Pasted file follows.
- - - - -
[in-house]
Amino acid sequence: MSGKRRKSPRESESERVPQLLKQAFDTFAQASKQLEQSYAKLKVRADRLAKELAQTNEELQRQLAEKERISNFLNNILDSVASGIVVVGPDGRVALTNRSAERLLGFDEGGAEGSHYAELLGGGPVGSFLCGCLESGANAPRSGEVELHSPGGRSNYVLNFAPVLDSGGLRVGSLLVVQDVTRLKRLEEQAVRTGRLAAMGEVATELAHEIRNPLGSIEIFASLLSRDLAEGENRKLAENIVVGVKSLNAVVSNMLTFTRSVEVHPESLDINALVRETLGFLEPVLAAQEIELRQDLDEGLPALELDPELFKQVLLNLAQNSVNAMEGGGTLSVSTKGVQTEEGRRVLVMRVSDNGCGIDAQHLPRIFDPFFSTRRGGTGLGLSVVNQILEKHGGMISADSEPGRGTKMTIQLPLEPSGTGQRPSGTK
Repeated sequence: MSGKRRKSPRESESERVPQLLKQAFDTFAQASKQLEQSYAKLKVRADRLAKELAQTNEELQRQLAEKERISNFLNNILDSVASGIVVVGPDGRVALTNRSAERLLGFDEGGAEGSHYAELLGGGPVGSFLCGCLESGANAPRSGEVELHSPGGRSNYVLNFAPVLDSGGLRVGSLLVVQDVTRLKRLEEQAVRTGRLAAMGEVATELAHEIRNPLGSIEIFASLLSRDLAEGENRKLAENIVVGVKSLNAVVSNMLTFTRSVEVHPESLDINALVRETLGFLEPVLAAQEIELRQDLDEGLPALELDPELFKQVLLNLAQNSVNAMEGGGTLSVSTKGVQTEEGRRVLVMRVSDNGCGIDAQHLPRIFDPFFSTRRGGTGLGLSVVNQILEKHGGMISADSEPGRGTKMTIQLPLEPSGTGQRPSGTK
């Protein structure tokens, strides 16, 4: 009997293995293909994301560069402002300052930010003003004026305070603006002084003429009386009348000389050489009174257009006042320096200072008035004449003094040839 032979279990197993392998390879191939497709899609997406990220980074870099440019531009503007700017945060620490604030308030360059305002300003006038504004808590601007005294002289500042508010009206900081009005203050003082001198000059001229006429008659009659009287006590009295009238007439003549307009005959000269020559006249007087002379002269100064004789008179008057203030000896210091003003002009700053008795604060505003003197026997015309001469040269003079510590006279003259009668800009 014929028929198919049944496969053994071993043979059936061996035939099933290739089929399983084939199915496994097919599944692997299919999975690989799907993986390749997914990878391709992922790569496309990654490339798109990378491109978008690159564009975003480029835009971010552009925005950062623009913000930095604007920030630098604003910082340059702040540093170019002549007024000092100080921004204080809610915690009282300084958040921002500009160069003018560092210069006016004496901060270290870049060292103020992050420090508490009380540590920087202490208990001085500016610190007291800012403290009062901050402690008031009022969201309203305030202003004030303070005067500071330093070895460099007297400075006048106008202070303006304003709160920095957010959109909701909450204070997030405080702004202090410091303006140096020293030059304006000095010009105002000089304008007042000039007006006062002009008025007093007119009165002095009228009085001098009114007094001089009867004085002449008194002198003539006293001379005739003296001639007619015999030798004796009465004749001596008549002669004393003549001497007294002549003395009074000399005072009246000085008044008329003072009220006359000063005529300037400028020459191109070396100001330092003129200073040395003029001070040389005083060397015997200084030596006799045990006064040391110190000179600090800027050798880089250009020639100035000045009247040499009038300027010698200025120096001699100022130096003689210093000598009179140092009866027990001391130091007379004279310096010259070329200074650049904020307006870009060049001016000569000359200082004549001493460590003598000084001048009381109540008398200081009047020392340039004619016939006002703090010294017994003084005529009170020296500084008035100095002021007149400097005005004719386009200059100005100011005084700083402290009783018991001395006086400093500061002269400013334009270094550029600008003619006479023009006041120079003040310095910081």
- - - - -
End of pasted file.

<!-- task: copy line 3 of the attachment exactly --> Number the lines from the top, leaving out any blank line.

Repeated sequence: MSGKRRKSPRESESERVPQLLKQAFDTFAQASKQLEQSYAKLKVRADRLAKELAQTNEELQRQLAEKERISNFLNNILDSVASGIVVVGPDGRVALTNRSAERLLGFDEGGAEGSHYAELLGGGPVGSFLCGCLESGANAPRSGEVELHSPGGRSNYVLNFAPVLDSGGLRVGSLLVVQDVTRLKRLEEQAVRTGRLAAMGEVATELAHEIRNPLGSIEIFASLLSRDLAEGENRKLAENIVVGVKSLNAVVSNMLTFTRSVEVHPESLDINALVRETLGFLEPVLAAQEIELRQDLDEGLPALELDPELFKQVLLNLAQNSVNAMEGGGTLSVSTKGVQTEEGRRVLVMRVSDNGCGIDAQHLPRIFDPFFSTRRGGTGLGLSVVNQILEKHGGMISADSEPGRGTKMTIQLPLEPSGTGQRPSGTK